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The Cost of a Splendid Little War

On the Ground in Cuba and Puerto Rico

SAW40_thb Over 25,000 men took part in the invasion of Cuba. The Army received less than 1,200 casualties before the Spanish surrendered. 932 wounded came from the assault on San Juan Heights alone. A temporary hospital at SAW55_thb Siboney, established to care for only 200 men, was overwhelmed by so many injured that soldiers slept naked on the ground until tents could be set up for them. Fortunately, the Red Cross was able to provide supplies and nurses. For five straight days, doctors treated the wounded. Troops landing in Puerto Rico had a much easier time with only four killed and forty wounded.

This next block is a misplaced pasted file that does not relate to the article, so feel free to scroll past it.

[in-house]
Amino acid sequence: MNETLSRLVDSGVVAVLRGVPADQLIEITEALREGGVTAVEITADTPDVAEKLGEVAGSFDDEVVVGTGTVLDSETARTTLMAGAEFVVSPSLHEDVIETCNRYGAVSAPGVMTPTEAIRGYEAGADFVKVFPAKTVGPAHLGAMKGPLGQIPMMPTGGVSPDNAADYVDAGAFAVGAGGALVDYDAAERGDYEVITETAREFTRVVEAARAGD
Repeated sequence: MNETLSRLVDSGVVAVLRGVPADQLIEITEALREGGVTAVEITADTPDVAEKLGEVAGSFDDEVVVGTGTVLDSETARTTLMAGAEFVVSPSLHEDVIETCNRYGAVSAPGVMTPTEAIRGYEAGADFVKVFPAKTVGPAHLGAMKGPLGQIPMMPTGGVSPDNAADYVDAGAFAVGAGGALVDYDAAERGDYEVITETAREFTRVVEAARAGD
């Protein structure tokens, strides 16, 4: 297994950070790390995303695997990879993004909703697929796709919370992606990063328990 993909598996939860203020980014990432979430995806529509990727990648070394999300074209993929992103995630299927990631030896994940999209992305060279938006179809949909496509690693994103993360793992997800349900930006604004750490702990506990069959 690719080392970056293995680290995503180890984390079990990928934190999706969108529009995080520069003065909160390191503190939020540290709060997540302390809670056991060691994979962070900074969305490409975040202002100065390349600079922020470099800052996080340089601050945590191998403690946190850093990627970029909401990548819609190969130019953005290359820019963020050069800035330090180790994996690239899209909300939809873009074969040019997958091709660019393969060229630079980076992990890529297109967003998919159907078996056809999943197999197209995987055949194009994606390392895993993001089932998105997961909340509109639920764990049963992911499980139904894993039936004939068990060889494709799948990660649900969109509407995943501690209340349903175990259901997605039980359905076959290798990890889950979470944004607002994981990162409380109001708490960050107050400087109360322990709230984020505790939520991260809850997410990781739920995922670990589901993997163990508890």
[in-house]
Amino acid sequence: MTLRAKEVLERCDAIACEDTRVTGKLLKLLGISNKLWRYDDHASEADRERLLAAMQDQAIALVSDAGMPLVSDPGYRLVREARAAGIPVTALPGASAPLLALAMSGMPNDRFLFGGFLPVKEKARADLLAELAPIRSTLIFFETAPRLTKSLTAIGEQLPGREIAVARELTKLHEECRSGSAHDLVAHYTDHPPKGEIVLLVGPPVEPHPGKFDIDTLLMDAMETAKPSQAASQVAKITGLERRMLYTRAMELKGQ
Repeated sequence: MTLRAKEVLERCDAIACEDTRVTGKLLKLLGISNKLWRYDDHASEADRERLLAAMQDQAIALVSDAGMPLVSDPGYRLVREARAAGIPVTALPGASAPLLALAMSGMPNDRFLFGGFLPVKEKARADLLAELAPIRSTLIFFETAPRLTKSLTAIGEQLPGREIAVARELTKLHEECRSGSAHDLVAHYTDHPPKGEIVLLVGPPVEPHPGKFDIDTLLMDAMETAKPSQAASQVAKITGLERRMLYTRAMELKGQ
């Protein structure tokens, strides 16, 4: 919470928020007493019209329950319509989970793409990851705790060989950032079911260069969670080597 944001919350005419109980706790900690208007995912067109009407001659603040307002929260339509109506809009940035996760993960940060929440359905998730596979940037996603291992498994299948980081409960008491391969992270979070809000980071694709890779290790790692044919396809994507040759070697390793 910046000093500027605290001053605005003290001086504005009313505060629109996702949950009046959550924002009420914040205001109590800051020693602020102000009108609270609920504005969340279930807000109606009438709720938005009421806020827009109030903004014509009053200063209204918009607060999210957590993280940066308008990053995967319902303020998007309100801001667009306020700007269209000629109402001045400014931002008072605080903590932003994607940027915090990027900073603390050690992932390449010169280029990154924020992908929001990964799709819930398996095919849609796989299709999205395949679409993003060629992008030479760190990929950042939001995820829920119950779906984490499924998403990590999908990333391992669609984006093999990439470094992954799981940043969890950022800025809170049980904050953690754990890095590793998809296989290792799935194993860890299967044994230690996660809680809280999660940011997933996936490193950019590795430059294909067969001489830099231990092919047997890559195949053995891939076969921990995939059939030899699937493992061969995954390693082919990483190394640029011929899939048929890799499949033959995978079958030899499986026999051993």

While Army doctors were able to handle soldiers' wounds, epidemic disease defeated them. General Shafter, in charge of the Cuban invasion, said that disease was "a thousand times harder to stand up against than the missiles of the enemy." Soldiers mostly suffered from fevers, malaria, yellow fever and typhoid. Yellow fever, which is still incurable, was particularly dreaded because of its high death rate. In the field, doctors were not using laboratories and microscopes to make their diagnosis so the three diseases were frequently SAW37_thb confused with one another leading to inadequate treatment and quarantines. Investigation after the war revealed that typhoid was the disease infecting over 80% of the troops. Solutions such as burning the town of Siboney to the ground were tried, but eventually the troops were pulled out and returned to the United States where they were quarantined and treated on Long Island, New York.